Romeo and Juliet Balcony Verona
Describe the Balcony Scene in Romeo and Juliet
Romeo and Juliet meet in the Capulet feast and at first sight fall in love with each other. They are now desperately in love with each other. After the feast is over Romeo finds his way to the garden of his enemy. By the instinct of love he reaches the spot overlooked by Juliet’s chamber. At the window stands the maiden in converse with herself upon the events of the evening. Unaware of the presence of any person, she pours forth her heart’s confession.
It is second scene of the second act. It is called Balcony Scene because Juliet appears on a small balcony outside her bed room window. Romeo is standing below in the garden. She shares with Romeo one of the greatest love passages in the English language. Juliet appears on the balcony. Romeo is dazzled at her beauty and speaks pure poetry in her praise. Juliet is unaware of the presence of Romeo. She confesses to herself her love for him which is above family feud. “What’s in a name?” she asks.
At this, Romeo speaks directly to her and declares that he is ready to abandon his name to win her love. Juliet is startled by Romeo’s voice and fears for his safety there. Romeo claims fulfillment of those vows which in her innocent outpouring Juliet had bound herself. Juliet tells him that her love for him is true. She is too nobly sincere to draw back the confession of her love. She says that he should not impute her readiness to forwardness or lightness. She protests that she will prove truer than those that have more conning to be strange. The playful tone soon deepens into that of passionate, unmeasured self-surrender:
My bounty is as boundless as the sea :
My love is deep : the more I give to thee :
The more I have, for both are infinite.
But the presage of woe to come overshadows the scene :
Although I joy in thee,
I have no joy of this contract to-night :
It is too rash, too unadvised, too sudden.
Too like the lightning, which doth cease to be
Ere one can say it lightens.
Yet, in spite of the forebodings, Juliet knows that there is only one way now by which she and her lover can be united. With quiet resolution she determines to take this way. She tells him that if his love be true, he should make the arrangements for a secret wedding, and send her word, by a messenger who will come from her, of the time and place of the ceremony. She declares she will come to him, and be his for evermore.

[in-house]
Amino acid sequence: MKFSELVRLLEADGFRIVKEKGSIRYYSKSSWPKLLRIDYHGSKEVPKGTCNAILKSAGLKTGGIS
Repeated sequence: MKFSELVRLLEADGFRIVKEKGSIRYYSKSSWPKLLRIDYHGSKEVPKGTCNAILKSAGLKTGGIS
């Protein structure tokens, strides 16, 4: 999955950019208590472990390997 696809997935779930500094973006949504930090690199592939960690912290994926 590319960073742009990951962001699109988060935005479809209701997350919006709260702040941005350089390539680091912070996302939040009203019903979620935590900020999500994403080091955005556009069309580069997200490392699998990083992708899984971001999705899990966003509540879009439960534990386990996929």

See simplicity and directness of Juliet’s bearing in this scene have often been contrasted with the more brooding emotion of Romeo.
Mr. H. A. Mason, in his book Shakespeare’s Tragedies of Love has attached great importance to the Balcony Scene. As a pattern of the idea of tragedy Romeo and Juliet is not a success. And yet the play is a success. Wherein, then, consists the success of the play? What is the main thing in the play? The play contains some scenes that, once seen, can never be forgotten and retain their hold when the play becomes thoroughly familiar. Such scenes make the strongest impression. If we nominate the balcony scene as one of those scenes, we can count on almost universal support. What makes this scene so important?
Features of the Balcony Scene
- The first feature of this scene is the wonderful night. It checks the impulse of our emotion without our knowing it. There is pure passion. There is something unearthly, and yet of the earth. There is spiritual plane which corresponds with the smell of the ground at night while we gaze up at the stars.
- There is in this scene predominance of the sacred. It has the magic. It exercises the lulling power over the moral censor in each of us. The spectator is clear-eyed about the issues of right and wrong. Juliet is doing something that ranges from the naughty through the improper to the downright immoral. But the spectator becomes aware that his moral operation is suspended by something sacred in Juliet’s soliloquy. Romeo casts an aura round Juliet’s purity, and prepares us to accept the word ‘sacred’ for what is going on. The opening wonder with its suggestion of the supernatural is trumped by the greater wonder of Juliet’s naturalness.
- The point of the scene lies in the sacredness of promise. Juliet says
“Take all my self.”
What makes the scene strong is the finality and completeness of the trust. It is a scene of plighting rather than love. The emphasis is all on faithfulness and on preserving the sanctity of what was originally a private vow. It is not an Italian Jove scene: it is the winning of serenity not of tumult. The scene works steadily towards its close in
“Sleep dwell upon thine eyes, peace in thy breast.”
This putting back of natural excitement gives a richness and potency to the scene.
“This bud of love by Summer’s ripening breath
May prove a beauteous flower when next we meet.”
- There is maximum delight when Juliet returns to the balcony for the last time. The whole thing should be judged by its climax. This climax quickens to dramatic life a potential moment of deadness. Without this climax we should be left with Romeo’s mere sentiment ‘o blessed, blessed night.’ Juliet is the active partner: she is appetite, Romeo is all sentiment. Something we badly need comes when Juliet gives us a taste of the spiritual plane of her love. The bird-image creates her feeling of possessiveness. She longs to be the falconer and to have the power to whistle the proud bird down. Then she longs for the bird to the pet prisoner.